The expansive presence of the government-controlled economic entities provides challenges in terms of assuring fairness and equal treatment including the perception of fairness and equal treatment. The government-controlled entities are, by and large, managed very efficiently and with a mandate to make profits. This makes the ability to align with them a much more achievable task. Certain companies have aligned themselves with the interests of the government-controlled entities. They presented them with the complementary expertise that they needed. They also cooperated with them in the regional markets, providing them with an invaluable marketing knowhow. As a result, they have achieved substantial profits.

Investment and Real Estate Market in Egypt

The Egyptian market has encourage major investments in development and real estate. This is proving especially popular among investors from the Arabian Gulf area. The growth of the population has provided growth in the housing projects. Even in the absence of international tourism, local tourism has provided a strong demand over such projects.

Due to recent reforms to simplify purchasing procedures in Egypt, the country is now attracting more overseas property buyers’. This is true despite an antiquated land registration process, which is needs to be addressed.

Certain provisions specifically address foreign investments in real estate. This includes Law No. 230 of 1996. In April 2005, the Egyptian government issued a new Ministerial Decree No. (548) of 2005 to further elaborate on the terms on foreign ownership and usufruct of real estate in large areas in Egypt. The new decree of the law provides for the right of foreigners to enjoy all the rights granted to Egyptian citizens in the sale, purchase and possession of real estate, buildings and lands in new urban communities, and touristic governorates and regions, such as: Hurghada Touristic District, Red Sea Governorate, Sidi Abdel Rahman (touristic area) and similar areas within the Arab Republic of Egypt.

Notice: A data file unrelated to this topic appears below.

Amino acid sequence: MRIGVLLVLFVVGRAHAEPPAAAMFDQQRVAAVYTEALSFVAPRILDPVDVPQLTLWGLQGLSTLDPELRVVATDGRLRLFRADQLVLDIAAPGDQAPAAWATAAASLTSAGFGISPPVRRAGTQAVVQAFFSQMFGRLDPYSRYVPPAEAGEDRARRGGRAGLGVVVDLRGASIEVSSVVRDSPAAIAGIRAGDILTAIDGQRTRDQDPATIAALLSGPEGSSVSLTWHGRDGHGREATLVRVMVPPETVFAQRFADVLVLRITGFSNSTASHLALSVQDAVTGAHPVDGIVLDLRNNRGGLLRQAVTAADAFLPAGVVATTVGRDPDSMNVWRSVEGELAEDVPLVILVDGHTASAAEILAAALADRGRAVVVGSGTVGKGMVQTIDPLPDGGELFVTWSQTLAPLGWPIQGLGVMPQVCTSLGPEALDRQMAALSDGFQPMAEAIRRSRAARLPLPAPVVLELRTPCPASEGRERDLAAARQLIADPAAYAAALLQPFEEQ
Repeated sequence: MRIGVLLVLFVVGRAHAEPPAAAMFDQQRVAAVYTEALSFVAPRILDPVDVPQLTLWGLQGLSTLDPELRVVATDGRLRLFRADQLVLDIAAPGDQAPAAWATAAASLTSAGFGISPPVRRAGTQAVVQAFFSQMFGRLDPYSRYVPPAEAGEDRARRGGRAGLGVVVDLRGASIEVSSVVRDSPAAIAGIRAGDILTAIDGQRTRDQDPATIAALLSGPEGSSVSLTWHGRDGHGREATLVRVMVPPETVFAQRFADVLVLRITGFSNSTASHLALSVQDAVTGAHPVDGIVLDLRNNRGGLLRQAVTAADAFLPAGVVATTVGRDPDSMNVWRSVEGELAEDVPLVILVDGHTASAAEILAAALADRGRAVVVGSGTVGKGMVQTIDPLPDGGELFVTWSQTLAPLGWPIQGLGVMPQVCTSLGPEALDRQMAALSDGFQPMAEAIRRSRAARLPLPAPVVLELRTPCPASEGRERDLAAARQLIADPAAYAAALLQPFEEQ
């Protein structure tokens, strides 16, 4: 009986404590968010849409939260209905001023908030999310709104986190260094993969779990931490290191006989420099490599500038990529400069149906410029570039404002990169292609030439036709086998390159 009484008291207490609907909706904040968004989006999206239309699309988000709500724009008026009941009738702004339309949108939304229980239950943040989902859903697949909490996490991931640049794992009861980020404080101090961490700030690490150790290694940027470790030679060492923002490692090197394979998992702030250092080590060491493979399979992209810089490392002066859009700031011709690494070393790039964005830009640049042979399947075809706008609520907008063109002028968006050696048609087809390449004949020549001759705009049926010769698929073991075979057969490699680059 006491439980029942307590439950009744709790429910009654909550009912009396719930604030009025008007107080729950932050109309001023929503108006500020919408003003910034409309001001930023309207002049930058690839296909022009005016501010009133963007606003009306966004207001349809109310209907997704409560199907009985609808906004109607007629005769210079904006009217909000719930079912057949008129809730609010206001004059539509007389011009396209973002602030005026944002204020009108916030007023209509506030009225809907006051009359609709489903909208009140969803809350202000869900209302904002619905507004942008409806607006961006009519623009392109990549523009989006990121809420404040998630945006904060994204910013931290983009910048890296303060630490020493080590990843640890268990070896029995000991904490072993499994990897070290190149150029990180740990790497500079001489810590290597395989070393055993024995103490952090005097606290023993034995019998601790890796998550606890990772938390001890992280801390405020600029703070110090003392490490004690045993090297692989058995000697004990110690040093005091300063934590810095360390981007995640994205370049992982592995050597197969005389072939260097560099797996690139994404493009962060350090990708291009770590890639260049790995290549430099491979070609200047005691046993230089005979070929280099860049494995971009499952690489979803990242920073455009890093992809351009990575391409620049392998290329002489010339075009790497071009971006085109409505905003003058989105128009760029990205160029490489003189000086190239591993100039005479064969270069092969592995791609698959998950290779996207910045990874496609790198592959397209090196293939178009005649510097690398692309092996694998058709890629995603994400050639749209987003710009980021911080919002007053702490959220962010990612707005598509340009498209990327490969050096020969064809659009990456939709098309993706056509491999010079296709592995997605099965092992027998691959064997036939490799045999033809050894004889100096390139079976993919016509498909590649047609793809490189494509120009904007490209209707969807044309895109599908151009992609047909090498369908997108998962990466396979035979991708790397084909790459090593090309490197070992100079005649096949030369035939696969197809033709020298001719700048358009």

The ownership in Sinai is restricted to security concerns.

Foreign exchange controls

The Foreign Currency Control Law No. 38/1994 was replaced by the Banking Law No 88/2003. The Banking Law No. 88/2003 has been recently replaced by the New Banking Law (hereinafter referred to as (BL) No. 194/2020. The Central Bank of Egypt (CBE) has the authority to set the policies of foreign exchange and the execution thereof, in addition, it organizes and supervises the foreign currency market. As a result, the CBE sets the price of foreign currency taking into consideration the supply and demand mechanism in the foreign currency market.

In accordance with the BL, both natural persons and legal entities may retain any amount of foreign currency, and execute any transactions in foreign currency including maintaining these amounts in Egypt or remitting it abroad. Those transactions shall be executed through banks or authorized entities in accordance with the procedures and rules set forth by the board members of the CBE.